Digital Marketing Insights
April 28, 2010 | Kristin Hersant
Bruce Biegel, Managing Director of The Winterberry Group gave a very interesting keynote at the Email Insider Summit in Captiva Island, Florida last week. He presented his outlook on the email marketing industry from an investor’s perspective, including shifts in marketing spending, email revenue projections and mergers and acquisitions. The content was so valuable, that I have recapped his presentation for you here.
First the good news. According to Biegel, GDP Growth is back. Q309 officially marked the end of the recession; however, unemployment is still up, which is holding back spending. Companies are finally shifting dollars back into new customer acquisition, but they’re doing it cautiously because spending is lagging. We are seeing some growth in advertising, but not a lot. Surprisingly, television advertising is up 5.6%, while everything else is still down. Print advertising has been hit the hardest, with a significant amount of marketers abandoning it in favor of digital channels. According to Beigel, U.S. digital ad spending in the US will hit $154.3 billion in 2010.
The Winterberry Group focuses their investments exclusively on the Advertising and Marketing industries, and is therefore in touch with a broad swath of marketing technology providers and agencies. To stay current with market demand, Winterberry is seeing a widespread trend where traditional offline agencies are attempting to move into digital marketing.
Marketing Budgets Are Shifting Online
The good news for email marketing providers is that we’ve already mastered the digital space and continue to innovate in it. To keep pace with increased demand, email suppliers are increasing their staffing levels. Email is the #1 area where marketers are increasing spend, but that shift isn’t showing up in the marketing forecast because of declining CPM fees and the fact that marketers have slashed their budgets during the recession.
Of the $1.4 billion that Forrester Research projects will be spent on email marketing in 2010, 80% of email marketing spend is in retention marketing, 17% is spent on acquisition marketing and 3% is spent on transactional or event-triggered email. Acquisition direct mail spend is making a small come back, but retention direct mail spend is moving almost entirely to email. According to Biegel, if email can pick up a fraction of direct mail spend, it will beat its forecast. He predicts that email marketing spend will hit $1.6 billion instead of $1.4 billion in 2010 because of this shift.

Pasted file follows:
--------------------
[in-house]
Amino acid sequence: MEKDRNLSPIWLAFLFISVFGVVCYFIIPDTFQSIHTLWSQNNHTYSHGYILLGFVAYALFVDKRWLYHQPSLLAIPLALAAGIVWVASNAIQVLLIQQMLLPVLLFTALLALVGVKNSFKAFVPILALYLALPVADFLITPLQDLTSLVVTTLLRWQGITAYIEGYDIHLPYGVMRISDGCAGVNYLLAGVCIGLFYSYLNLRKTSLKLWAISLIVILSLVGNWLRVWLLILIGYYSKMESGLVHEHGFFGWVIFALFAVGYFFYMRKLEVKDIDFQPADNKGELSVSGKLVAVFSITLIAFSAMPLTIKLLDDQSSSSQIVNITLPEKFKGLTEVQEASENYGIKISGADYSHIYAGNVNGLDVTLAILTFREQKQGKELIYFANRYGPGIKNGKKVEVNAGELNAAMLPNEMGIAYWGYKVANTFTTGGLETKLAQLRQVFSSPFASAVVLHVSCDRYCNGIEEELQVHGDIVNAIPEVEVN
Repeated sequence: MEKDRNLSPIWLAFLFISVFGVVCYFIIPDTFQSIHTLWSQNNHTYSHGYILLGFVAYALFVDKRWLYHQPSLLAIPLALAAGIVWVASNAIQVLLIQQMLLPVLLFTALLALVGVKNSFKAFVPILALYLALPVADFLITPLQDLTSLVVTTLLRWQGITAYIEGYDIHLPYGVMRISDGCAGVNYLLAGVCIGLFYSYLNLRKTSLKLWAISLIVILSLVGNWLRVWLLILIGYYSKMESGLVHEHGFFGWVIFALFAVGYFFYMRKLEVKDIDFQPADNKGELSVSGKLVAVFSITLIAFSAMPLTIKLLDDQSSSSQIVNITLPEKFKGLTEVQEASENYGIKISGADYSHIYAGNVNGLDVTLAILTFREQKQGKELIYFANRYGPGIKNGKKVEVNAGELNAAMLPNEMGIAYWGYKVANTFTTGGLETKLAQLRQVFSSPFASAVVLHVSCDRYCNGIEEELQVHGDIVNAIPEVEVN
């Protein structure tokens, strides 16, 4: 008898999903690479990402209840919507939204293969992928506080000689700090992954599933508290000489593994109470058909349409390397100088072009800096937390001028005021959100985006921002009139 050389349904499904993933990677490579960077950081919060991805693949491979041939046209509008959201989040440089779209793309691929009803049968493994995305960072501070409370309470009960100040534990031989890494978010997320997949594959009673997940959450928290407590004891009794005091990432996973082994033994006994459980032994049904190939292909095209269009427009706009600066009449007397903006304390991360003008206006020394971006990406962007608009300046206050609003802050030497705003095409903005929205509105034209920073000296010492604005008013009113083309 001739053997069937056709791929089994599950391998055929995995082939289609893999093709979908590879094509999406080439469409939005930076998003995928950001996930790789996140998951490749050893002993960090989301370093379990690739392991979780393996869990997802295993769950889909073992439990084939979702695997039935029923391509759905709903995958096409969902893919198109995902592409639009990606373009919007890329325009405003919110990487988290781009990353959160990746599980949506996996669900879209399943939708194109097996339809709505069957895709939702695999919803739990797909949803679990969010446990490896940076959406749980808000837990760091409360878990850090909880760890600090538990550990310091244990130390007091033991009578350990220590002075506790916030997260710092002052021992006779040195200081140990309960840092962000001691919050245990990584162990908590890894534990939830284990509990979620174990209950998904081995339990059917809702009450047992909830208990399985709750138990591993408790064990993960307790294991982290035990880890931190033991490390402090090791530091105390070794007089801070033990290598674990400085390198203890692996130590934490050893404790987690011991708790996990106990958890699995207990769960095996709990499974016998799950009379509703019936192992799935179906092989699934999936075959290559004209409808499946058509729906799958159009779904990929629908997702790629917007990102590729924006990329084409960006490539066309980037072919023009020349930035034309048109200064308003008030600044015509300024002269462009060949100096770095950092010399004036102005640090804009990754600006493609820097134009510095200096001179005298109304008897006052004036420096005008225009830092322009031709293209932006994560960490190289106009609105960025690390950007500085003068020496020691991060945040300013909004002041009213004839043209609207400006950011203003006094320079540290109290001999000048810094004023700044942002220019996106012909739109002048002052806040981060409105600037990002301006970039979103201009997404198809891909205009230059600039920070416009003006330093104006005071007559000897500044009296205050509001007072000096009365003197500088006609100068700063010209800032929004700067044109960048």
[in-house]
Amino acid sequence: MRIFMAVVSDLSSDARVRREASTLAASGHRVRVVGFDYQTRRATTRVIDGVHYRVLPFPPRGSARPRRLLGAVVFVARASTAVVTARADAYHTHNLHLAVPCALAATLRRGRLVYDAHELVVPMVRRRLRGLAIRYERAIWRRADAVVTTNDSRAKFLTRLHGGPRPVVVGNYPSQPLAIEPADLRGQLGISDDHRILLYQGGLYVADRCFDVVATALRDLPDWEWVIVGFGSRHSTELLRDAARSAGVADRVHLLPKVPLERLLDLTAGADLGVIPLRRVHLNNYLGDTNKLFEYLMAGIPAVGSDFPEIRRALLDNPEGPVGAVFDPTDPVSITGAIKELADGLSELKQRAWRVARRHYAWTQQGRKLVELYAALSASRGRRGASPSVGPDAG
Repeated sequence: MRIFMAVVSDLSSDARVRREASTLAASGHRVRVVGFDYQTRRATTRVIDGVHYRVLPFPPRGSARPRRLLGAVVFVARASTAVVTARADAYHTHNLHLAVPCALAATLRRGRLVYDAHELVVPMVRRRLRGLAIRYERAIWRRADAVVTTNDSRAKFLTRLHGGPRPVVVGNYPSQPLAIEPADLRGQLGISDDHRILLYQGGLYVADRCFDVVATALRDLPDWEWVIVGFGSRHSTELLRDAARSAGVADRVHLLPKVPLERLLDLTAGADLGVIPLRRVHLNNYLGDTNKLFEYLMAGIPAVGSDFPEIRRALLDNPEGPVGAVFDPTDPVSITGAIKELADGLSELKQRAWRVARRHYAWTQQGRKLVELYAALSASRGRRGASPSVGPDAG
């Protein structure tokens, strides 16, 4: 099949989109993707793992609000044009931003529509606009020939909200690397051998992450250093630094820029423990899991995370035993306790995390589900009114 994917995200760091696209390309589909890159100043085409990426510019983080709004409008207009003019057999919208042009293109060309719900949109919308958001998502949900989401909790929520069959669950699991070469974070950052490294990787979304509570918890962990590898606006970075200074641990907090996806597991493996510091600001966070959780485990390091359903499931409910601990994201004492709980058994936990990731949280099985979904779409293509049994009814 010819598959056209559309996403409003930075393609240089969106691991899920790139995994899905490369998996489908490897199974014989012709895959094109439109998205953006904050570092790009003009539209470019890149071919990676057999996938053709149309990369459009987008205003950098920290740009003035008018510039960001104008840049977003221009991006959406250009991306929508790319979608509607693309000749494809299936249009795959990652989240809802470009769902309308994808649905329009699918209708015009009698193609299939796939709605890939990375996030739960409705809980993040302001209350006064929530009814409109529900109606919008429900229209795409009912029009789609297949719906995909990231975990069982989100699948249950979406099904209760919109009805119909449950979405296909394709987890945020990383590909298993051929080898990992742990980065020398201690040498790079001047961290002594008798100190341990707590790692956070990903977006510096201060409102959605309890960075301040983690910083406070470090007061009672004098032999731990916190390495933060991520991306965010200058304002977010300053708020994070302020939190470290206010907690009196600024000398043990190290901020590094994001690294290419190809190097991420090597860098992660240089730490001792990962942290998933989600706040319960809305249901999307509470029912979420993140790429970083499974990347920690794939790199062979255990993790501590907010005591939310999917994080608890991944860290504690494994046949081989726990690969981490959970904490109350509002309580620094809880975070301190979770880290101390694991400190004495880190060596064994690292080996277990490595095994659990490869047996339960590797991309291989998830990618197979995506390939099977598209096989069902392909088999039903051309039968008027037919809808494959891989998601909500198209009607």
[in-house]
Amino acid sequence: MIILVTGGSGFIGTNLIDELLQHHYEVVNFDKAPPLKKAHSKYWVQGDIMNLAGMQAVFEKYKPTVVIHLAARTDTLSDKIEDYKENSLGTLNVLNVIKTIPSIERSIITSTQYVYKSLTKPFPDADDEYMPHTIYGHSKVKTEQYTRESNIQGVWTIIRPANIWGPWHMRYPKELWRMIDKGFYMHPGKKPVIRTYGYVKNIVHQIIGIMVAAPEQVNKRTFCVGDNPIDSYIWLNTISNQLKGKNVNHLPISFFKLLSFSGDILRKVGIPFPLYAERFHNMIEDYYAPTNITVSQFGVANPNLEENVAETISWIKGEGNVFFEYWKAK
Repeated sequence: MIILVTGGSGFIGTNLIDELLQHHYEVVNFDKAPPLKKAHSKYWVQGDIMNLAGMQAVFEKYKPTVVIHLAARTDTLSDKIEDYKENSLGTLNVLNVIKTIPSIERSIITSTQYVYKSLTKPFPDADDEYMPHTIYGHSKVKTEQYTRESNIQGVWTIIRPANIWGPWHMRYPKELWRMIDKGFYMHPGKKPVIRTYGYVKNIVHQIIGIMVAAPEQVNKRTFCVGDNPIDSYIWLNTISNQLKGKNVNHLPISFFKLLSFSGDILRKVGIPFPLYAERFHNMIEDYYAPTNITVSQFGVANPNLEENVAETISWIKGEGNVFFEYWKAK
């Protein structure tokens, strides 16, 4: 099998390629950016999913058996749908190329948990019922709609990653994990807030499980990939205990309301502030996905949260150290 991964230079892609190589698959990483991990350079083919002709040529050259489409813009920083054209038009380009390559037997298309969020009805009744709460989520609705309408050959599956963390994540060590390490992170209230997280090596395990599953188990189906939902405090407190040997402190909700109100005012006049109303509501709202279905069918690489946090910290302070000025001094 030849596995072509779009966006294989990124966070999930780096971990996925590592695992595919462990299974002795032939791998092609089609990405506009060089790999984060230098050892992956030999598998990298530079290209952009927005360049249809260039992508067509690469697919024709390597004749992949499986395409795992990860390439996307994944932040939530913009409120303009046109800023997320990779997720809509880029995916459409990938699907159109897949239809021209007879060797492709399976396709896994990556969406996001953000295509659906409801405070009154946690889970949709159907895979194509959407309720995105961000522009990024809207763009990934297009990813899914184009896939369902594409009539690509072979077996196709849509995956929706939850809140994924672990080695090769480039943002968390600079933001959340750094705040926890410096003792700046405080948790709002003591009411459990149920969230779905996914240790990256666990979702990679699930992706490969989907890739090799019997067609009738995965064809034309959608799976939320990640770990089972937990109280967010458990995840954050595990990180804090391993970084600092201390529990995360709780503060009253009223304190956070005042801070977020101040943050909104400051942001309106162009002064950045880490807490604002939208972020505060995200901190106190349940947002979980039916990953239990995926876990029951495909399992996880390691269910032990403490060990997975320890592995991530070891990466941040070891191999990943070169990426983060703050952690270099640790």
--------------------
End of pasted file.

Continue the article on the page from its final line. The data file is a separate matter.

The Move Towards Relevant Messaging
Marketers have started consolidating data and systems down to one centralized system so that they can leverage it to send targeted, personalized communications based on specified preferences and behavior. Surprisingly, only 16% of e-commerce companies send personalized or behavior-based email, leaving a huge market for that type of integration. According to Biegel, there is more data available from online transactions than there has been in the offline database in its entirety. This is a lot to manage, so there is a big push by enterprises to consolidate those reams of data down into a single source and make it actionable.
To plug into this new centralized data structure, email marketing providers today are moving towards becoming an "integrated campaign execution stack." Biegel’s message to ESP’s is that if you only provide email, you'll be left behind. When selecting an email marketing vendor, he recommends that marketers look for a provider who offers email in conjunction with social, mobile, e-commerce and analytics integration, services, and an international presence.
Will Social Media Kill Email? Absolutely Not.
Email marketing is still the most powerful way to reach consumers. When asked if social media is going to kill email, Biegel stressed that social media is a partner to email. It's not going to stand alone or replace it. Interestingly, he pointed out that of the $1.2 billion projected for social media spend in 2009, $700 million of that figure is display advertising and $200 million of it is applications. Should that really be categorized as social media spending or is that display and mobile? This drives home how pervasive social media is and how it touches multiple departments and marketing channels. As the wild social frontier continues to evolve, email marketers can rest easy knowing that the channel still remains the backbone of business critical communications.